George Kuchar (1942-2011)
The influential underground filmmaker was 69.
If you’ve never seen a movie by the Kuchar Brothers, you really should. When George and Mike Kuchar were in their heyday, their work was the epitome of 1960s underground cinema: 8mm, no budget, wild ideas, wilder content. Unless you went to film school or lived near a cool theater or museum? They were almost impossible to see. Now? They’re a click away on YouTube. Which is the perfect forum for the Kuchars’ work: it’s short, low-fi, and bursting with energy and ideas. In a way, the Kuchars were YouTube before YouTube. They didn’t go to film school. They got a camera as a gift when they were 12 and just started shooting.
Sadly, David Hudson over at The Daily reports that George Kuchar passed away last night at the age of 69. Kuchar made his first movies with his brother in the 1950s and basically never stopped. His Wikipedia page says he directed over 200 films, including projects he made as part of classes he taught at the San Francisco Art Institute. Kuchar’s work has directly and indirectly inspired generations of filmmakers; John Waters routinely credited the Kuchars with inspiring his trashy aesthetic.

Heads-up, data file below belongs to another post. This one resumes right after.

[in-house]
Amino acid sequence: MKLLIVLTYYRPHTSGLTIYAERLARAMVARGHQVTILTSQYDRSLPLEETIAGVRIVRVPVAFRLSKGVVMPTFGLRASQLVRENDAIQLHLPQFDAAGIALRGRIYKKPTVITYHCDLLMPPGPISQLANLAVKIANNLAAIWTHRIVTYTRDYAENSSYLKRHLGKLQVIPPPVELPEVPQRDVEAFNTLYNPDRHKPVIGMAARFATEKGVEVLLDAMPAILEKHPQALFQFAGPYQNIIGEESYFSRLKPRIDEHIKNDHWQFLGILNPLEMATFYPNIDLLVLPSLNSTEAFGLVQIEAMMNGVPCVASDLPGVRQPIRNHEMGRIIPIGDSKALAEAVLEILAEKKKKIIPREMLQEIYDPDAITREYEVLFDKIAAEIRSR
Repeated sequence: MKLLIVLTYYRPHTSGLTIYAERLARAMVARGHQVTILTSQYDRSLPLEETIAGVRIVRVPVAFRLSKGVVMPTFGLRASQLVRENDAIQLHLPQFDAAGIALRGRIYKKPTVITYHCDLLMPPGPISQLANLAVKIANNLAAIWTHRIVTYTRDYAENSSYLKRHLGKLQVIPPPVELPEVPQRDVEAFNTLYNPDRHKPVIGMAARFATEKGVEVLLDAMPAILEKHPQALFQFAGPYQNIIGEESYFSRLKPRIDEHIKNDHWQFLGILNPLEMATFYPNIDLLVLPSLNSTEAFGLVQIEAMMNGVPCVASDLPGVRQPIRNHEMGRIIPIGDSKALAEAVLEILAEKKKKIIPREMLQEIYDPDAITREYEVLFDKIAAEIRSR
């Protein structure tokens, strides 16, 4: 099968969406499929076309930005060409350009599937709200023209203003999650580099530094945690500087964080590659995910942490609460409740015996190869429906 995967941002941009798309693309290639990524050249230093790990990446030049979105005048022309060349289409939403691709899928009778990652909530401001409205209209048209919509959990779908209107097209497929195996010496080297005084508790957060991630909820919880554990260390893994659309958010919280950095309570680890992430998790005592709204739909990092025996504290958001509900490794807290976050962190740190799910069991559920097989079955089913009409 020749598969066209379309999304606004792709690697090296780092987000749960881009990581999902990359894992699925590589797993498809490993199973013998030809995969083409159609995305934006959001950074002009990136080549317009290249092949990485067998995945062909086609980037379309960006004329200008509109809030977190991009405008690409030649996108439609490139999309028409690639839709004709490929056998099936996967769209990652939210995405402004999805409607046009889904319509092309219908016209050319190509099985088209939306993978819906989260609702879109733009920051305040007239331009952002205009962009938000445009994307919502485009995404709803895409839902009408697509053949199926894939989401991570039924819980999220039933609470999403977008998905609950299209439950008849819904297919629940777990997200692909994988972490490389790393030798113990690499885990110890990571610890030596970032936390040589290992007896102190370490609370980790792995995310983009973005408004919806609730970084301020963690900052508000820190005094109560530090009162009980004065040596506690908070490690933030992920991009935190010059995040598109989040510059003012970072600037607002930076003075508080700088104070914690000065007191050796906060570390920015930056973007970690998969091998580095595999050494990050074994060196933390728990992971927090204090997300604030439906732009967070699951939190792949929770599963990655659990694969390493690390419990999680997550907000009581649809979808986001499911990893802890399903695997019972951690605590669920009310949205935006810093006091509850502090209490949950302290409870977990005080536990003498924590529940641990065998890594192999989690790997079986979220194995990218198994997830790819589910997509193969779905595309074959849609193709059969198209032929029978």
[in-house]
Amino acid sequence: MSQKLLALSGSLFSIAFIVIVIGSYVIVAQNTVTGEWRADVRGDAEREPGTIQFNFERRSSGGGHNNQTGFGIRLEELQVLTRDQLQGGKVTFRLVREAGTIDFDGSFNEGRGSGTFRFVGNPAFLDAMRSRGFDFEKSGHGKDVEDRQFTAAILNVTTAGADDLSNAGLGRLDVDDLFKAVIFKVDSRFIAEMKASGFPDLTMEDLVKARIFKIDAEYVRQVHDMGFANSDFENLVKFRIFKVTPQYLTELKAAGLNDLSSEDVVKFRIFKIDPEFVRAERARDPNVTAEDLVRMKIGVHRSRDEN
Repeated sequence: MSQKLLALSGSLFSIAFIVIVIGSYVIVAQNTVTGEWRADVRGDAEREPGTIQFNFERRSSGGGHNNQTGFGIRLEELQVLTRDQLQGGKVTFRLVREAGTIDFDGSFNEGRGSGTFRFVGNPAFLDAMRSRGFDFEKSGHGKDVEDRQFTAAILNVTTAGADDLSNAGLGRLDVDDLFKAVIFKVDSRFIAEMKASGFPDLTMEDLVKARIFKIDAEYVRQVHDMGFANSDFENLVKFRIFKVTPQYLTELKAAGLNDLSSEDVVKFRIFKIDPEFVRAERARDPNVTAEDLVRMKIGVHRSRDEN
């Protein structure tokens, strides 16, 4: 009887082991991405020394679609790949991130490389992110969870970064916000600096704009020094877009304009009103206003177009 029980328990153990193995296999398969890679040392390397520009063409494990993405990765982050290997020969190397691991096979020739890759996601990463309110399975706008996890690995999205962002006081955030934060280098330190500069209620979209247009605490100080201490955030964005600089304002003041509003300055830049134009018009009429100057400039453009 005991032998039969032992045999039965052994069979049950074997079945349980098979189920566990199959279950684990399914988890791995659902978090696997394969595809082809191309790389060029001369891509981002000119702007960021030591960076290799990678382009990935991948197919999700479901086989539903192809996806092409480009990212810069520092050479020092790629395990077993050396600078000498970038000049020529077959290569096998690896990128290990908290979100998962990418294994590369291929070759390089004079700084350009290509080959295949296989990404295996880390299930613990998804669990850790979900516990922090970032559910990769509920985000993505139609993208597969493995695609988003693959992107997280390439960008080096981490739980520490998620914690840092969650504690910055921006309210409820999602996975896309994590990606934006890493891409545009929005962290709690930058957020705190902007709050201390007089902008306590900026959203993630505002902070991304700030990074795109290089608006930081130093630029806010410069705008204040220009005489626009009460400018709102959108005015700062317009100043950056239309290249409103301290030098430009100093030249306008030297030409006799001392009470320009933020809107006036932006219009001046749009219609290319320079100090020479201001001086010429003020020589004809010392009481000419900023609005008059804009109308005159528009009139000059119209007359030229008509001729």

For more on Kuchar’s life and impact on the world of film read this indieWIRE obituary by Bradford Nordeen. And if you are a Kuchar novice, head over to YouTube. Start with George’s most famous film, “Hold Me While I’m Naked” and take it from there. If you’re a Netflix subscriber, you can also watch a very good documentary about the Kuchars, “It Came From Kuchar” on Watch Instantly. Here is its trailer:George Kuchar, It Came From Kuchar, memoriam, Mike Kuchar, Movies
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